For me neither of these answers worked, if I wanted a global state, not per view, and I didn't have access to the view, and I wanted to be notified for updates.

The solution was to ask for NSApp.effectiveAppearance in the main thread, or at least after the current callback method has returned to the system.

So, first I have to register, following the directions of Saúl Moreno Abril, with a code like

[NSDistributedNotificationCenter.defaultCenter addObserver:self selector:@selector(themeChanged:) name:@"AppleInterfaceThemeChangedNotification" object: nil];

then on the callback method write something like

-(void)themeChanged:(NSNotification *) notification {
    [self performSelectorOnMainThread:@selector(themeChangedOnMainThread) withObject:nil waitUntilDone:false];
}

and then the actual code:

- (void) themeChangedOnMainThread {
    NSAppearance* appearance = NSApp.effectiveAppearance;
    NSString* name = appearance.name;
    BOOL dark = [appearance bestMatchFromAppearancesWithNames:@[NSAppearanceNameAqua, NSAppearanceNameDarkAqua]] == NSAppearanceNameDarkAqua;
}

Also the answer from Borzh helped, but is seemed more fragile than the others.

| improve this answer | |
  • This worked for me. I have similar requirements. – Paul Sanders Oct 29 at 16:50
2

There are actually 8 possible appearances for a view, and 4 of them are for ordinary use. That is,

  1. NSAppearanceNameAqua the Light Mode,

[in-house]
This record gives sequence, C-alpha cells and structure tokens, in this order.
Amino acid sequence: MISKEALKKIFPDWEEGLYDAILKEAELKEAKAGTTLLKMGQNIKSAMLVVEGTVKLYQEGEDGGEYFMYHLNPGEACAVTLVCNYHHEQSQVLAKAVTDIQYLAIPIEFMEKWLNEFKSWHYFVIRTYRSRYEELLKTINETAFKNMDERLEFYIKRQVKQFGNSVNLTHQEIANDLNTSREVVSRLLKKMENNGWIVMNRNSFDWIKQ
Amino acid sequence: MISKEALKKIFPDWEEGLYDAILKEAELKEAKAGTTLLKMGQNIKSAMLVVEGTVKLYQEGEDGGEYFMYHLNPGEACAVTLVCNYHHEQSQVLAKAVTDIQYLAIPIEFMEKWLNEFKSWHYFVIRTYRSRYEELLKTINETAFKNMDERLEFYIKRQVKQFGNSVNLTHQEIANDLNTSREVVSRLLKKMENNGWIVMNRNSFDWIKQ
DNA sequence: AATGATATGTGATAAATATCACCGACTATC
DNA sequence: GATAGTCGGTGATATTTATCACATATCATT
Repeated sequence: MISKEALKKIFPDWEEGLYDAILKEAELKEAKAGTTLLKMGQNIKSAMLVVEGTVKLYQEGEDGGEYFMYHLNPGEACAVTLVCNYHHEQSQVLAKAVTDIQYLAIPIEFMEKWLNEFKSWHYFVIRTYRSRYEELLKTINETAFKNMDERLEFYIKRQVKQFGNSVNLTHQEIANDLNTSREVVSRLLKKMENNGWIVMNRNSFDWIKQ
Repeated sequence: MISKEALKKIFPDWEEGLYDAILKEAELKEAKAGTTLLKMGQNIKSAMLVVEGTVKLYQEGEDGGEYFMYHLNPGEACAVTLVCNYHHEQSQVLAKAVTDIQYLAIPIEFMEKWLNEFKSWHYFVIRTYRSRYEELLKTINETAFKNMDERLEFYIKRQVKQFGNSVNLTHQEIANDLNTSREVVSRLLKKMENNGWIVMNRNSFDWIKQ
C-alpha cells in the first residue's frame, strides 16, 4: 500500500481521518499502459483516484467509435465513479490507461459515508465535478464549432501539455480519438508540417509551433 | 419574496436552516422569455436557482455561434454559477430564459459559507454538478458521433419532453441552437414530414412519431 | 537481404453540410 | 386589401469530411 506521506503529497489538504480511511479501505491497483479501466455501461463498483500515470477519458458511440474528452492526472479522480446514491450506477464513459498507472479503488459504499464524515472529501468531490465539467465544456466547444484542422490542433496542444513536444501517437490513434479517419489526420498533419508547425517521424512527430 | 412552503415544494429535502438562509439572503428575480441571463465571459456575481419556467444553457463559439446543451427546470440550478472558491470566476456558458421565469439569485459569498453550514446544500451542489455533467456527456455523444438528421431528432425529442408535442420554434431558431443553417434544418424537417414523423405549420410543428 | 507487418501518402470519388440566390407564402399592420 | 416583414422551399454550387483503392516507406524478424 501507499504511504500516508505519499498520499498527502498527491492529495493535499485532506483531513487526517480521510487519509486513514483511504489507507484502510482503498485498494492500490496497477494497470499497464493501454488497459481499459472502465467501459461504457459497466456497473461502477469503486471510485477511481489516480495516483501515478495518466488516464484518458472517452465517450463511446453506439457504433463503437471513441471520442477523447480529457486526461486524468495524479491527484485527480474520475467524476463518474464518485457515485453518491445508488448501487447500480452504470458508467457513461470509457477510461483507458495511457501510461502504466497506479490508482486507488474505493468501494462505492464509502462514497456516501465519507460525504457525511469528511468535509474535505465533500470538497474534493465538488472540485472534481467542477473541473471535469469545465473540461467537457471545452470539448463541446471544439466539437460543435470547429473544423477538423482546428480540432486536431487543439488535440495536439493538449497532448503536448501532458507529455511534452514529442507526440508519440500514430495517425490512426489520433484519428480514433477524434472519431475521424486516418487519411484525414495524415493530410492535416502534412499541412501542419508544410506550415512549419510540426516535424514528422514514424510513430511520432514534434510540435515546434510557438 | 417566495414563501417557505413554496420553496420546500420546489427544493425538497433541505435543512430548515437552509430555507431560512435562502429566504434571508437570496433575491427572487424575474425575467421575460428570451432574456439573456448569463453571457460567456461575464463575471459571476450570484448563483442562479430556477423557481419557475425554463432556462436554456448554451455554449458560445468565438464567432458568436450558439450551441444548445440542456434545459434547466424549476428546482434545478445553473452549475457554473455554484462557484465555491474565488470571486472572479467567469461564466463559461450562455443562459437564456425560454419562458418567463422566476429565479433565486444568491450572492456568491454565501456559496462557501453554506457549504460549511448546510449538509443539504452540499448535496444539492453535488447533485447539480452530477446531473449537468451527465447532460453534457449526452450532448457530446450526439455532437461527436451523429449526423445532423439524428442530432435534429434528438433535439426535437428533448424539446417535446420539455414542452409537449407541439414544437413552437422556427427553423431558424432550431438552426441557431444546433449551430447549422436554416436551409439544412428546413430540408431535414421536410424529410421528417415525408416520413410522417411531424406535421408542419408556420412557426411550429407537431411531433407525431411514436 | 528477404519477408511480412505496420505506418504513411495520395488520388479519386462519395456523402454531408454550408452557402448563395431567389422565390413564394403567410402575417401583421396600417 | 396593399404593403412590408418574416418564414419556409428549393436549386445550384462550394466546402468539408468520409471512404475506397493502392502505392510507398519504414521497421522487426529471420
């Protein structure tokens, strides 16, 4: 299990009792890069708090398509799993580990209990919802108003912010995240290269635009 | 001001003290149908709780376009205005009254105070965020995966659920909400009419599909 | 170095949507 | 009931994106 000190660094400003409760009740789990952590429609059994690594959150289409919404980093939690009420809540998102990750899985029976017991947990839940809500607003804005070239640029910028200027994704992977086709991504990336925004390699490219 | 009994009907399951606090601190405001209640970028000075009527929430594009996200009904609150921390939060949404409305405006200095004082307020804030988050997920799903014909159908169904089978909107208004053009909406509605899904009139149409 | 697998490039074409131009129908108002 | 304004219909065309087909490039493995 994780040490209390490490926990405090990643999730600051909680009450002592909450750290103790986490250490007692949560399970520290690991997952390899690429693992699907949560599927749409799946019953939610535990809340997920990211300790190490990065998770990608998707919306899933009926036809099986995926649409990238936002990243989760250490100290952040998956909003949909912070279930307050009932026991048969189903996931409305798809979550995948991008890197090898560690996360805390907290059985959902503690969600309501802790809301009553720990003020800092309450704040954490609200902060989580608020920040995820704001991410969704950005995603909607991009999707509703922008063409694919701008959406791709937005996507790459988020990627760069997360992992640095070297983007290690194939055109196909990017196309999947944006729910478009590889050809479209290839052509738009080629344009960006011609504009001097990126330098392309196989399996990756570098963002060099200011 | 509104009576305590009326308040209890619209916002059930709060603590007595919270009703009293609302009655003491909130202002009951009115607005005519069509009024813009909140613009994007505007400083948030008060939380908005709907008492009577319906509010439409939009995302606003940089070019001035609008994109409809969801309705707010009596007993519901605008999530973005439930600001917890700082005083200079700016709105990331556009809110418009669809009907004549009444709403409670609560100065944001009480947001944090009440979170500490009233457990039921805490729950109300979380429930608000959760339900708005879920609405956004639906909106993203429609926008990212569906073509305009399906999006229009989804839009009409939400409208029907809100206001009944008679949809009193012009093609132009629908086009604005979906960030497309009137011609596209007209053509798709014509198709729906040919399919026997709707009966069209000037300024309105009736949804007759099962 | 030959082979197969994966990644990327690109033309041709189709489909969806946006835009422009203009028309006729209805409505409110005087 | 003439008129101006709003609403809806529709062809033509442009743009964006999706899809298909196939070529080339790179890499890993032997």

2. NSAppearanceNameDarkAqua the Dark Mode,
  3. NSAppearanceNameAccessibilityHighContrastAqua Light Mode with increased contrast (set from Accessibility),
  4. NSAppearanceNameAccessibilityHighContrastDarkAqua Dark Mode with increased contrast.

A direct comparison

appearance.name == NSAppearanceNameDarkAqua;

may fail to detect the dark mode if it is with increased contrast. So, always use bestMatchFromAppearancesWithNames instead.

And it is even better to take account of the high-contrast appearances for better accessibility.

| improve this answer | |
0

To know if the app appearance is Dark, use next code:

+ (BOOL)isDarkMode {
    NSString *interfaceStyle = [NSUserDefaults.standardUserDefaults valueForKey:@"AppleInterfaceStyle"];
    return [interfaceStyle isEqualToString:@"Dark"];
}
| improve this answer | |
  • NSUserDefaults.standardUserDefaults might not be as the same as the app's view. – L.-T. Chen Jul 30 '19 at 20:05

Your Answer

By clicking “Post Your Answer”, you agree to our terms of service, privacy policy and cookie policy

Not the answer you're looking for? Browse other questions tagged or ask your own question.